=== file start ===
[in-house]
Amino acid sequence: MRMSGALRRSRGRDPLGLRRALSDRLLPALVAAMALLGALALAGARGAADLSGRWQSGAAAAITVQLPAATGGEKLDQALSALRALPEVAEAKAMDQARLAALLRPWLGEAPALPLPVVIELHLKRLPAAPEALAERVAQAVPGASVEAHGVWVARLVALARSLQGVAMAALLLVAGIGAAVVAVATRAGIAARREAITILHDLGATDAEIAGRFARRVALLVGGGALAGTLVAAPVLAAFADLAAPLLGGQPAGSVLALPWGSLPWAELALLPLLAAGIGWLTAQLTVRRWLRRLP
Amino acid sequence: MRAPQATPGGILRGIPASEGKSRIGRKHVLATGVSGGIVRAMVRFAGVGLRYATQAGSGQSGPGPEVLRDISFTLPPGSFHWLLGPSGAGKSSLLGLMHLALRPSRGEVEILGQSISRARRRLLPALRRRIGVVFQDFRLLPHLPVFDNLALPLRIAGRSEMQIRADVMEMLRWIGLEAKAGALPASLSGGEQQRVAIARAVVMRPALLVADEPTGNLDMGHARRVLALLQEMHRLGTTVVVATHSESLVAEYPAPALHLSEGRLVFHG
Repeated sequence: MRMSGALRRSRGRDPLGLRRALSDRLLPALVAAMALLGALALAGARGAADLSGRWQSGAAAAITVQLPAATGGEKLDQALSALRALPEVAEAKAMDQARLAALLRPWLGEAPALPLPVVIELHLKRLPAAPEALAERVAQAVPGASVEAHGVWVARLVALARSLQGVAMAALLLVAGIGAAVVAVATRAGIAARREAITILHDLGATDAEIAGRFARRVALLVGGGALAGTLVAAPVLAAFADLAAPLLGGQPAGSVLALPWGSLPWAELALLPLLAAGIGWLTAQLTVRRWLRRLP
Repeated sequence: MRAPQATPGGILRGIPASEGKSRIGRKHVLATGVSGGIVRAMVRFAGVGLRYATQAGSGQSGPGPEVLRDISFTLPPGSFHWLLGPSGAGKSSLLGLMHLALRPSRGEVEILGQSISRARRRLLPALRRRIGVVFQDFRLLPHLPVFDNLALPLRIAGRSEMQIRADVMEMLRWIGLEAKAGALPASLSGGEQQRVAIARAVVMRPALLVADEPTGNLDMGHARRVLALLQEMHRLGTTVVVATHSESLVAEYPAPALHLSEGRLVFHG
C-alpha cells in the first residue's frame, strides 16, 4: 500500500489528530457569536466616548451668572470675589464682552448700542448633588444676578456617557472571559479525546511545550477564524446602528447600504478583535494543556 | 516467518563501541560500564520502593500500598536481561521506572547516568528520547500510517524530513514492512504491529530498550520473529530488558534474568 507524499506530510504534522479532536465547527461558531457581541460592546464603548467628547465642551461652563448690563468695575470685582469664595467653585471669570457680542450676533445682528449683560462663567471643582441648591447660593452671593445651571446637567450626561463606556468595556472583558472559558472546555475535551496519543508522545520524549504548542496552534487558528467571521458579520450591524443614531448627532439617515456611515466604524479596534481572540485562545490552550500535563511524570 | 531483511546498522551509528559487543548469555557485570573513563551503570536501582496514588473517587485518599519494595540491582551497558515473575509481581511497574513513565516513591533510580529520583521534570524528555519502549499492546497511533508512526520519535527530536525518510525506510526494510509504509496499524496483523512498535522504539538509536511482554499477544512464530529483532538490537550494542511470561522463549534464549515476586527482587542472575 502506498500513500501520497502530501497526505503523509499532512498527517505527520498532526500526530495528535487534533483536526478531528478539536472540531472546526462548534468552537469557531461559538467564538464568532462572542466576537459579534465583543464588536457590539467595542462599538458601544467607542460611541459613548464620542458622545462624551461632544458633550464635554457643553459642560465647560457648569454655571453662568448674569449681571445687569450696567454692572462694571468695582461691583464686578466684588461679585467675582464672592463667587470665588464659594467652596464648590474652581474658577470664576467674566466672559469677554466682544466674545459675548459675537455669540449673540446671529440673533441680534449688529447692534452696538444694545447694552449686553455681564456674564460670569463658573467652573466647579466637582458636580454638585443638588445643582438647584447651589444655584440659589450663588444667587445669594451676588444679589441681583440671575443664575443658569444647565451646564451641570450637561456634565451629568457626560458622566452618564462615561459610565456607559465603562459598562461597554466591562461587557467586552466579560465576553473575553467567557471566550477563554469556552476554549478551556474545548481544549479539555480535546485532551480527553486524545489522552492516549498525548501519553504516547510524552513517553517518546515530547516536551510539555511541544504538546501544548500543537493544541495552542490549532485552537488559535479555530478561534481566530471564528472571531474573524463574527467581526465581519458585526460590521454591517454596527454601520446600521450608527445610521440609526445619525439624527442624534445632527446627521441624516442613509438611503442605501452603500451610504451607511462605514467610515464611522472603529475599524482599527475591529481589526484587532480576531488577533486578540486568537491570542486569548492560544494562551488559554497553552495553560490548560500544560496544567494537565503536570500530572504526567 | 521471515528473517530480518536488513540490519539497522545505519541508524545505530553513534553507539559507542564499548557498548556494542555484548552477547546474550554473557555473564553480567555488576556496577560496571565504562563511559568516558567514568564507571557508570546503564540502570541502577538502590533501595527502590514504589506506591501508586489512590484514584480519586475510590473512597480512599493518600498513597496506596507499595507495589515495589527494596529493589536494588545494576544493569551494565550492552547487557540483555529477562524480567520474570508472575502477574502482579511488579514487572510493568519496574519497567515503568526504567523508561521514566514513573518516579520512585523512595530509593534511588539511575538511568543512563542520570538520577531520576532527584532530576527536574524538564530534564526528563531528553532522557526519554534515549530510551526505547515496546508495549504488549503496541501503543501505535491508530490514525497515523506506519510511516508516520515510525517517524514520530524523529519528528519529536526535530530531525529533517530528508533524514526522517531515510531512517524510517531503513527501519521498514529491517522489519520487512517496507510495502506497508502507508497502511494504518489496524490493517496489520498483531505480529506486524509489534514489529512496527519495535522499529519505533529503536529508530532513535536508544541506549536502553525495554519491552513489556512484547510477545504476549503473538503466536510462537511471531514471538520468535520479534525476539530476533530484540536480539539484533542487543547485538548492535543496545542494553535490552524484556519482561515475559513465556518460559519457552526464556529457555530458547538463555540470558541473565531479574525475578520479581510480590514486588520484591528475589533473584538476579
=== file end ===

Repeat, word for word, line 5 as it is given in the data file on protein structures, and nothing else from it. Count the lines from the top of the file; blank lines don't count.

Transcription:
Repeated sequence: MRAPQATPGGILRGIPASEGKSRIGRKHVLATGVSGGIVRAMVRFAGVGLRYATQAGSGQSGPGPEVLRDISFTLPPGSFHWLLGPSGAGKSSLLGLMHLALRPSRGEVEILGQSISRARRRLLPALRRRIGVVFQDFRLLPHLPVFDNLALPLRIAGRSEMQIRADVMEMLRWIGLEAKAGALPASLSGGEQQRVAIARAVVMRPALLVADEPTGNLDMGHARRVLALLQEMHRLGTTVVVATHSESLVAEYPAPALHLSEGRLVFHG